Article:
So far, 2008 has been an interesting year for Canadian investors. The S&P/TSX Composite Index saw a drop from 14,000 to about 12,000 in January alone, and it has since lurched its way to new all-time highs above 15,000. It’s been a dizzying ride and no doubt it has led to some tense discussions with clients — but these are the market conditions that prove the worth of the financial advisor.

“The value of the advisor is not to beat the market, but to help the client avoid doing the things they shouldn’t do,” said Terrance Odean, associate professor at University of California’s Haas School of Business, speaking at the annual Morningstar Investment Conference in Toronto on Wednesday.

The academic says the best thing an advisor can do upon engaging a new client is explain the most common mistakes made by individual investors: under-diversifying; taking a short-term view; and trading too frequently.

In volatile markets, many advisors must remind their clients of these mistakes, as there is a natural tendency to tinker with one’s investment portfolio when troubled times hit.

“If you have clients that are worried, it’s your problem — it’s not the problem of the markets, it’s not the problem of the clients,” says John Horwood, first vice-president and investment advisor, Richardson Partners Financial. “Either they’re worried because their portfolio doesn’t match their comfort level, or you haven’t communicated the investment process to them.”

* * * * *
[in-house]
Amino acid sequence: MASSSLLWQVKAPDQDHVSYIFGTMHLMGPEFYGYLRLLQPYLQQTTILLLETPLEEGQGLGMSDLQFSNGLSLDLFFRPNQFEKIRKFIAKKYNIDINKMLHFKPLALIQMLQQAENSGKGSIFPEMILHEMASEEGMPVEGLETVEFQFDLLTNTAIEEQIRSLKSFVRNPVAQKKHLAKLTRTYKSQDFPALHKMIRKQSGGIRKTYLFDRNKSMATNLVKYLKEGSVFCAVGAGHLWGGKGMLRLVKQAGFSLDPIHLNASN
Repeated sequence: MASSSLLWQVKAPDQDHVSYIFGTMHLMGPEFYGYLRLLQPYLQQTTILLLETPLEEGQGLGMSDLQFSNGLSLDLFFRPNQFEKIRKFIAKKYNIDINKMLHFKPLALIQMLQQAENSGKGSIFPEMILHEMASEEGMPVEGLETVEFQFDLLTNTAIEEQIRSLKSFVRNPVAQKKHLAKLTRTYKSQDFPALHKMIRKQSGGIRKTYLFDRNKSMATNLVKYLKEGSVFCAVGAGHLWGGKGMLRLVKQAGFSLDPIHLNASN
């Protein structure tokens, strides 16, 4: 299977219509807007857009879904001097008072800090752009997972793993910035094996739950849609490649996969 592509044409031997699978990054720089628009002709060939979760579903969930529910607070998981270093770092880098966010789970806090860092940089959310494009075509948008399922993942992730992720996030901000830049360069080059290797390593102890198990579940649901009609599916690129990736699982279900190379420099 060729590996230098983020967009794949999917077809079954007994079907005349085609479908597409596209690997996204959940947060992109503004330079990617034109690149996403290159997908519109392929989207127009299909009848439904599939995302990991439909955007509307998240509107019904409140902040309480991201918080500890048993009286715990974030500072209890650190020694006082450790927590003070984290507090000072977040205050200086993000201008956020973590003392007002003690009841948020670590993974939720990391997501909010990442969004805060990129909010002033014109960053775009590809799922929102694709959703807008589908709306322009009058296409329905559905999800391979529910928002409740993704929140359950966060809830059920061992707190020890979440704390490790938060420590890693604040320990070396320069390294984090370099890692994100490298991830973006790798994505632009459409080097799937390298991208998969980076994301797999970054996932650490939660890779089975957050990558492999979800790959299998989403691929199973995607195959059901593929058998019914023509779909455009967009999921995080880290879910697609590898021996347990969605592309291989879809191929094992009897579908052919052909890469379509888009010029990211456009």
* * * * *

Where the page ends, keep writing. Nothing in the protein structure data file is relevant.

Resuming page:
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  • While communicating the market movements is important, making sure clients are in the right portfolio for them is absolutely vital. Even the most seasoned investment professional can become a little rattled by the whims of the equity markets, but having a proper plan in place makes it easier to deal with jittery clients.

    “We need to be a calming influence,” says Jim Rogers, chair of Rogers Group Financial. “So often we get caught up in the very things that the clients are caught up in.”

    To be that calming influence, he strongly recommends using an investment policy questionnaire to ascertain the client’s long-term goals. He points out that the average standardized KYC form is “absolutely and utterly” useless.

    The investment policy quiz is the basis of the investment policy statement (IPS), which is a useful tool in soothing client concerns. With the IPS in hand, the advisor can ask clients if any of their goals have really changed, and remind them that a down-market is usually the wrong time to sell assets.

    “It should be completed in every case,” says Rogers. “You will learn who the nervous Nellies are. Everyone wants a return that outpaces the long-term TSX return, but then you tell them the other side of that: ‘Are you willing to risk your money and in any one year lose 15%?’ and they’re less inclined to do that.”

    Instead, he tells them that over the course of a decade, there will be two or three years where the client will not be happy with him at all and another two where they will be thrilled. The remaining years, they will likely not even think about him until he calls them in for their review.

    Carl Spiess, senior investment executive and director, financial services, ScotiaMcLeod, agrees that the discovery process for the investment policy statement is vital.

    “The big thing is to sit across from the client and ask the question, ‘If your $1 million portfolio drops to $800,000, how are you going to react?'” Spiess says. “You can gauge right then as to what the client says they’re going to do, and then should that happen, you can say, ‘We actually talked about that, and you said you would stay invested, so let’s stay invested.’ “